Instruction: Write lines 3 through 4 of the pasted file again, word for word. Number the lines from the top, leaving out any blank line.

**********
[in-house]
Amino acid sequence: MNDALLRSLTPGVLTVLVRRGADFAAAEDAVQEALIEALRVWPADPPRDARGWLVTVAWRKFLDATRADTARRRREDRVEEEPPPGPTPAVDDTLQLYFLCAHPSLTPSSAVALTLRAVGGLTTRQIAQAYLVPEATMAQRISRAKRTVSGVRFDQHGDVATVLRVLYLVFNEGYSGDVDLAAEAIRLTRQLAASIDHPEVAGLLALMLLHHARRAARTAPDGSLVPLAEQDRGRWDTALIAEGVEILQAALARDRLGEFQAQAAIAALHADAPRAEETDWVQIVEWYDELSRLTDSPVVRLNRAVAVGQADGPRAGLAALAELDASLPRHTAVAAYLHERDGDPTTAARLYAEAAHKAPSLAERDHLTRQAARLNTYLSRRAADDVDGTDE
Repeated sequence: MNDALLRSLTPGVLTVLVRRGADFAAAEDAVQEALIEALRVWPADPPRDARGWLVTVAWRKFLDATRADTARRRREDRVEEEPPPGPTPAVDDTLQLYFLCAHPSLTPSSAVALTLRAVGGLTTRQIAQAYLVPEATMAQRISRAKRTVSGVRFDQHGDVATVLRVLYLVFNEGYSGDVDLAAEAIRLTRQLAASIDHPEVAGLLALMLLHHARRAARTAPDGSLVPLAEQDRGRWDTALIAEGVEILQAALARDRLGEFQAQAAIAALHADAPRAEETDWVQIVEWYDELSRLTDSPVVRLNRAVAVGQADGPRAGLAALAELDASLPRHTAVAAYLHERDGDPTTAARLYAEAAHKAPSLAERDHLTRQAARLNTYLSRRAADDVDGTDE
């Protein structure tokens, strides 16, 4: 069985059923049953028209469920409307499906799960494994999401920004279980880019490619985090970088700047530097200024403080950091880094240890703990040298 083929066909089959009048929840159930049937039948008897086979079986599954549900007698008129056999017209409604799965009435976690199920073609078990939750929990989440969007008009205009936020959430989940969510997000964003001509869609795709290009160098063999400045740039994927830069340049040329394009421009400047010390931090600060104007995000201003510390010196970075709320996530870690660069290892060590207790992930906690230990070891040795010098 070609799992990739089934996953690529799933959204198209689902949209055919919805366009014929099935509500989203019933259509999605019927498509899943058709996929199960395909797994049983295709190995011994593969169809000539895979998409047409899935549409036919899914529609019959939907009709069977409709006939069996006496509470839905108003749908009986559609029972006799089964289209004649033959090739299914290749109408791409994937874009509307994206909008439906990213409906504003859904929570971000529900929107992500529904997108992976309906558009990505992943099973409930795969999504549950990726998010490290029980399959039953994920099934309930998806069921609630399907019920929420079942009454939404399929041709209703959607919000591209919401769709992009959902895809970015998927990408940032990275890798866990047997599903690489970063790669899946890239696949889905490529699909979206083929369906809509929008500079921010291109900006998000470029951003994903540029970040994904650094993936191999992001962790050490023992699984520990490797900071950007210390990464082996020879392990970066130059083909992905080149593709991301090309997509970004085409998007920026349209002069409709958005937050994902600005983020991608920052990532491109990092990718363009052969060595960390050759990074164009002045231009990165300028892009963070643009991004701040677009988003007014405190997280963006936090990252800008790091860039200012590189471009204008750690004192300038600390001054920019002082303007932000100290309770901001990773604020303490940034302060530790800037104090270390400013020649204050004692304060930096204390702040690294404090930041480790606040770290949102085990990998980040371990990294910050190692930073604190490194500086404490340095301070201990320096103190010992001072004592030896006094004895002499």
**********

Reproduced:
Repeated sequence: MNDALLRSLTPGVLTVLVRRGADFAAAEDAVQEALIEALRVWPADPPRDARGWLVTVAWRKFLDATRADTARRRREDRVEEEPPPGPTPAVDDTLQLYFLCAHPSLTPSSAVALTLRAVGGLTTRQIAQAYLVPEATMAQRISRAKRTVSGVRFDQHGDVATVLRVLYLVFNEGYSGDVDLAAEAIRLTRQLAASIDHPEVAGLLALMLLHHARRAARTAPDGSLVPLAEQDRGRWDTALIAEGVEILQAALARDRLGEFQAQAAIAALHADAPRAEETDWVQIVEWYDELSRLTDSPVVRLNRAVAVGQADGPRAGLAALAELDASLPRHTAVAAYLHERDGDPTTAARLYAEAAHKAPSLAERDHLTRQAARLNTYLSRRAADDVDGTDE
């Protein structure tokens, strides 16, 4: 069985059923049953028209469920409307499906799960494994999401920004279980880019490619985090970088700047530097200024403080950091880094240890703990040298 083929066909089959009048929840159930049937039948008897086979079986599954549900007698008129056999017209409604799965009435976690199920073609078990939750929990989440969007008009205009936020959430989940969510997000964003001509869609795709290009160098063999400045740039994927830069340049040329394009421009400047010390931090600060104007995000201003510390010196970075709320996530870690660069290892060590207790992930906690230990070891040795010098 070609799992990739089934996953690529799933959204198209689902949209055919919805366009014929099935509500989203019933259509999605019927498509899943058709996929199960395909797994049983295709190995011994593969169809000539895979998409047409899935549409036919899914529609019959939907009709069977409709006939069996006496509470839905108003749908009986559609029972006799089964289209004649033959090739299914290749109408791409994937874009509307994206909008439906990213409906504003859904929570971000529900929107992500529904997108992976309906558009990505992943099973409930795969999504549950990726998010490290029980399959039953994920099934309930998806069921609630399907019920929420079942009454939404399929041709209703959607919000591209919401769709992009959902895809970015998927990408940032990275890798866990047997599903690489970063790669899946890239696949889905490529699909979206083929369906809509929008500079921010291109900006998000470029951003994903540029970040994904650094993936191999992001962790050490023992699984520990490797900071950007210390990464082996020879392990970066130059083909992905080149593709991301090309997509970004085409998007920026349209002069409709958005937050994902600005983020991608920052990532491109990092990718363009052969060595960390050759990074164009002045231009990165300028892009963070643009991004701040677009988003007014405190997280963006936090990252800008790091860039200012590189471009204008750690004192300038600390001054920019002082303007932000100290309770901001990773604020303490940034302060530790800037104090270390400013020649204050004692304060930096204390702040690294404090930041480790606040770290949102085990990998980040371990990294910050190692930073604190490194500086404490340095301070201990320096103190010992001072004592030896006094004895002499």